The main thrust of the book (chaps. 1-12) explores human nature via an exercise in natural philosophy, probing carefully our ordinary experience. Chapters 1-8 point out the differences that distinguish human beings from any other kind of living and non-living being. Starting from the concrete reality of our inner experience (ch.1) and our capacity to grasp universals (ch.2) which is a power of our intellect, Augros contends that this ‘universal sense’, distinct from and dependent on our imagination (ch.3), separates us from all other animals (ch.4). This allows Augros to argue crucially that our intellect is not in the brain, but it nevertheless depends on our brain insofar as it needs our imagination (which does happen in the brain) (ch.5). The power of our intellect is an immaterial reality that does not depend on any bodily organ ‘as a power depends on an organ to host it’ (113), like our imagination and sight depend on our brain and our eyes. The intellectual act depends extrinsically and not intrinsically on the body as per Jacques Maritian’s The Range of Reason. If this is so, Augros asks, what is it that causes us to be alive, given that we are constituted of both a material body and an incorporeal mind or intellect? (ch.6). To tackle the question Augros notes that life does not emanate from any particular body part since ‘any part of your body is able to be alive and to lose its life just as your whole body is’ (134). Although what animates us has to be nevertheless something ‘of’ our bodies, it is neither a body part nor the organisation of our bodily organs (not even the organisation of the matter of our bodies). It cannot be either a ‘ghost in the machine’, a kind of ‘Tony Stark in his Iron Man suit’ (133), for this would imply that I exist without my body, and that I ‘use’ my body as Tony Stark uses his suit. Such a view preserves the immateriality of the intellect, but it undermines the corporeal reality of our senses, which belongs to our bodies and not to a purely spiritual ‘I’. But if it is not a body organ, or an arrangement of matter, or a purely spiritual substance, what is this animating principle that makes us alive? A kind of form argues Augros, that which ‘exists in something with many different potentials and makes it to be one specific thing rather than any of the other things it has the potential to be’ (128). Even though there are many kinds of forms, that which makes me be me is a special kind of form, a substantial form (ch.7), that which ‘makes your parts and materials to be a single substance, you’ (154). Our form is called substantial because it is that which conforms the whole of ‘me’ with all my body parts and organs, me as a new existing substance. ‘Me’ in this sense is the substance brought about by the composition of body and form. Now, this substantial form is an undivided unity since it is independent of spatial dimensions (for it is immaterial); in other words, it lacks any parts and it is not a property of any existing substance (ch.8). This substantial form, our animating principle, the bearer of our intellect, a whole with no parts (which is simultaneously constituting every part of our bodies), is what Augros calls the soul.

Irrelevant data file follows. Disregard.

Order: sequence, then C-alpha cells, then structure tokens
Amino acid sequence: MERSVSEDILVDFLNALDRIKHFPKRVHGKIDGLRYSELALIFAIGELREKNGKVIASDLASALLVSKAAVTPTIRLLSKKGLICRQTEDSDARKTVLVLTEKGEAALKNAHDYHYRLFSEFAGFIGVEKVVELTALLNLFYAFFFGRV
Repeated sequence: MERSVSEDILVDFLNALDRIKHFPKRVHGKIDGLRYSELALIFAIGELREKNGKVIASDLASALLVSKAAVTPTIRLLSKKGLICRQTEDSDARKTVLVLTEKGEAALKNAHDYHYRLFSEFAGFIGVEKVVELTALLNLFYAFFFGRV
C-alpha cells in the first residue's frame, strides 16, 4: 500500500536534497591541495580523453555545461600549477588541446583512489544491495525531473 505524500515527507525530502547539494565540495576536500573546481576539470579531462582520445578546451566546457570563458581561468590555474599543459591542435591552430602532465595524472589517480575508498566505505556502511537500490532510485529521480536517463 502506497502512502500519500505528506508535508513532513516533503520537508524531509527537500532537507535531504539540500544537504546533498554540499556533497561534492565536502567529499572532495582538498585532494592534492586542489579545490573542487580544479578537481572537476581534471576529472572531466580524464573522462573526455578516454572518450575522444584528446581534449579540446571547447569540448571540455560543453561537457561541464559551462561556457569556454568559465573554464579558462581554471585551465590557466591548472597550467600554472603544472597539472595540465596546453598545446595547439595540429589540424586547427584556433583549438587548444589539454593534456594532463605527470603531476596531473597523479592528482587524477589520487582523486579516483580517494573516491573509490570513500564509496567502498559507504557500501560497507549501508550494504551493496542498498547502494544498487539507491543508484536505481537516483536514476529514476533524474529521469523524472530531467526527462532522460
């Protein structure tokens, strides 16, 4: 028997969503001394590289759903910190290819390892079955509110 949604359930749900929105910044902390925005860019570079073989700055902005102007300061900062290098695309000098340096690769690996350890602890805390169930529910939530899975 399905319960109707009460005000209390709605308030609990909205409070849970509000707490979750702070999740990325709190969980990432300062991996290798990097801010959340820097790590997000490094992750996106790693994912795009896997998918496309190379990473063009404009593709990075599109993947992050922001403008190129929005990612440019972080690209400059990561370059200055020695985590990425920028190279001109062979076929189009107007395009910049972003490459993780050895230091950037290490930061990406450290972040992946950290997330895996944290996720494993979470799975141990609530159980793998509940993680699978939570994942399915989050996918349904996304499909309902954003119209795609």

Chapters nine to twelve develop the logical consequences of the soul, thus understood, discovering its immortality (ch.9) and then inquiring where the soul might have come from (chaps. 10-12). Augros highlights the inherent unguided purposefulness of nature (which includes our conscious purposefulness) (ch.10) in such a way that it attunes itself to the existence of the rational soul (ch.11). This allows Augros to conclude that something like the human soul cannot have its origins in anything material, nor anything that is composite in any way, but could only have come about by an immaterial unity, an original intellect whose more appropriate title would be God (ch.12). After chapters 13-15 (considered above), the Epilogue reflects on the possibility of a ‘re-substantiation’ of ourselves: our immortal souls joining an immortal body so that we may live again.